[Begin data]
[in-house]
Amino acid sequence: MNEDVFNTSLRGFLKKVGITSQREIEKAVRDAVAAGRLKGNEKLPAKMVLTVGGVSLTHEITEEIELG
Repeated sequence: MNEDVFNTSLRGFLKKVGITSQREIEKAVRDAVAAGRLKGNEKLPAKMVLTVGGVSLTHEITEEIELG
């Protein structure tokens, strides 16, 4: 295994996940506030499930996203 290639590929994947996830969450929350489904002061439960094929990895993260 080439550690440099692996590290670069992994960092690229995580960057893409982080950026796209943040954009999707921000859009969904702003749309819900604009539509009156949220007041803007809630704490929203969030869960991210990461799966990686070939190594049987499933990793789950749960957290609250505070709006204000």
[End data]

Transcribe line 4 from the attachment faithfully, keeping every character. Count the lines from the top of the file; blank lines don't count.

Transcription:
């Protein structure tokens, strides 16, 4: 295994996940506030499930996203 290639590929994947996830969450929350489904002061439960094929990895993260 080439550690440099692996590290670069992994960092690229995580960057893409982080950026796209943040954009999707921000859009969904702003749309819900604009539509009156949220007041803007809630704490929203969030869960991210990461799966990686070939190594049987499933990793789950749960957290609250505070709006204000």